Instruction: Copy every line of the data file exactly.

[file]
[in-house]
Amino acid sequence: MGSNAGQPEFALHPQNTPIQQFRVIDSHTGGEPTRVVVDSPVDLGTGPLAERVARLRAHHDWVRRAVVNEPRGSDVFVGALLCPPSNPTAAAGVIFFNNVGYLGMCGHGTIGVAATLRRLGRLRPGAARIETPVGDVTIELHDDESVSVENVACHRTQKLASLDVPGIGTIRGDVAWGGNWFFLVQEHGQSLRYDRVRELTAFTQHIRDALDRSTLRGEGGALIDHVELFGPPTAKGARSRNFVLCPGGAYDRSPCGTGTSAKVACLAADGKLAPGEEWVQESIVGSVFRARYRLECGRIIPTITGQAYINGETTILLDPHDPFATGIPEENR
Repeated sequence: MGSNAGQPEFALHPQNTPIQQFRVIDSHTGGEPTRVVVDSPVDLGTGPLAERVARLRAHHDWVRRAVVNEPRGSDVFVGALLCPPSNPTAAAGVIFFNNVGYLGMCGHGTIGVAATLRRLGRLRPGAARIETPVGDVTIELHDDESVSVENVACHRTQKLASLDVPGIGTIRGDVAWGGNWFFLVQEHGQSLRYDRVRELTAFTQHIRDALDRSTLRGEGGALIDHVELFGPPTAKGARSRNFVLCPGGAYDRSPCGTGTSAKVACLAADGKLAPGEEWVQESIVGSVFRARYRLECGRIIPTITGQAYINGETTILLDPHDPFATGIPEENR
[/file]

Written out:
[in-house]
Amino acid sequence: MGSNAGQPEFALHPQNTPIQQFRVIDSHTGGEPTRVVVDSPVDLGTGPLAERVARLRAHHDWVRRAVVNEPRGSDVFVGALLCPPSNPTAAAGVIFFNNVGYLGMCGHGTIGVAATLRRLGRLRPGAARIETPVGDVTIELHDDESVSVENVACHRTQKLASLDVPGIGTIRGDVAWGGNWFFLVQEHGQSLRYDRVRELTAFTQHIRDALDRSTLRGEGGALIDHVELFGPPTAKGARSRNFVLCPGGAYDRSPCGTGTSAKVACLAADGKLAPGEEWVQESIVGSVFRARYRLECGRIIPTITGQAYINGETTILLDPHDPFATGIPEENR
Repeated sequence: MGSNAGQPEFALHPQNTPIQQFRVIDSHTGGEPTRVVVDSPVDLGTGPLAERVARLRAHHDWVRRAVVNEPRGSDVFVGALLCPPSNPTAAAGVIFFNNVGYLGMCGHGTIGVAATLRRLGRLRPGAARIETPVGDVTIELHDDESVSVENVACHRTQKLASLDVPGIGTIRGDVAWGGNWFFLVQEHGQSLRYDRVRELTAFTQHIRDALDRSTLRGEGGALIDHVELFGPPTAKGARSRNFVLCPGGAYDRSPCGTGTSAKVACLAADGKLAPGEEWVQESIVGSVFRARYRLECGRIIPTITGQAYINGETTILLDPHDPFATGIPEENR